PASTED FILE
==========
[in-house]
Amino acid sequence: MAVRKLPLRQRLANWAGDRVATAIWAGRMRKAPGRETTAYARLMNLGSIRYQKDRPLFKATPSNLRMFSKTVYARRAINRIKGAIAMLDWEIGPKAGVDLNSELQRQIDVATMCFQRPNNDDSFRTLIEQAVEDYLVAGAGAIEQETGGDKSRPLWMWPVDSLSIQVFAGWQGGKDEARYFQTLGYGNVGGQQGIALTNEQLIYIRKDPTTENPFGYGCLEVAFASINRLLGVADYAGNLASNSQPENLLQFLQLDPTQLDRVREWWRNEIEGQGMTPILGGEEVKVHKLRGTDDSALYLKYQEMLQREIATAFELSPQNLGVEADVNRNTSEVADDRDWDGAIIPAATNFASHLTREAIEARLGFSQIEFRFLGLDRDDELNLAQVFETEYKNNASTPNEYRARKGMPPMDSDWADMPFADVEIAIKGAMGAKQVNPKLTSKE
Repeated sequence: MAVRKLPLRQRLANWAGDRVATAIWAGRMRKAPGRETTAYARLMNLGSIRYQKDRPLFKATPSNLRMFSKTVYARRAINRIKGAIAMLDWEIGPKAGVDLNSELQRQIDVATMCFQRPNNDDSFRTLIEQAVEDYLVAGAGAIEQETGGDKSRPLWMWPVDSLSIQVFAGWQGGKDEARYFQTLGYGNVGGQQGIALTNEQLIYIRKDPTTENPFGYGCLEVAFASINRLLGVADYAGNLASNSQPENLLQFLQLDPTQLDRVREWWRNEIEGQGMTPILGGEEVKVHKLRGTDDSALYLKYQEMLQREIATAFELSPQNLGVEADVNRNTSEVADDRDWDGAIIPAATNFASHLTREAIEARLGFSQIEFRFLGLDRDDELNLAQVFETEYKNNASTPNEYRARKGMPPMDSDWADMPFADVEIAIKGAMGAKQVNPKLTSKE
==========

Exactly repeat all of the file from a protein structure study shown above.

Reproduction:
[in-house]
Amino acid sequence: MAVRKLPLRQRLANWAGDRVATAIWAGRMRKAPGRETTAYARLMNLGSIRYQKDRPLFKATPSNLRMFSKTVYARRAINRIKGAIAMLDWEIGPKAGVDLNSELQRQIDVATMCFQRPNNDDSFRTLIEQAVEDYLVAGAGAIEQETGGDKSRPLWMWPVDSLSIQVFAGWQGGKDEARYFQTLGYGNVGGQQGIALTNEQLIYIRKDPTTENPFGYGCLEVAFASINRLLGVADYAGNLASNSQPENLLQFLQLDPTQLDRVREWWRNEIEGQGMTPILGGEEVKVHKLRGTDDSALYLKYQEMLQREIATAFELSPQNLGVEADVNRNTSEVADDRDWDGAIIPAATNFASHLTREAIEARLGFSQIEFRFLGLDRDDELNLAQVFETEYKNNASTPNEYRARKGMPPMDSDWADMPFADVEIAIKGAMGAKQVNPKLTSKE
Repeated sequence: MAVRKLPLRQRLANWAGDRVATAIWAGRMRKAPGRETTAYARLMNLGSIRYQKDRPLFKATPSNLRMFSKTVYARRAINRIKGAIAMLDWEIGPKAGVDLNSELQRQIDVATMCFQRPNNDDSFRTLIEQAVEDYLVAGAGAIEQETGGDKSRPLWMWPVDSLSIQVFAGWQGGKDEARYFQTLGYGNVGGQQGIALTNEQLIYIRKDPTTENPFGYGCLEVAFASINRLLGVADYAGNLASNSQPENLLQFLQLDPTQLDRVREWWRNEIEGQGMTPILGGEEVKVHKLRGTDDSALYLKYQEMLQREIATAFELSPQNLGVEADVNRNTSEVADDRDWDGAIIPAATNFASHLTREAIEARLGFSQIEFRFLGLDRDDELNLAQVFETEYKNNASTPNEYRARKGMPPMDSDWADMPFADVEIAIKGAMGAKQVNPKLTSKE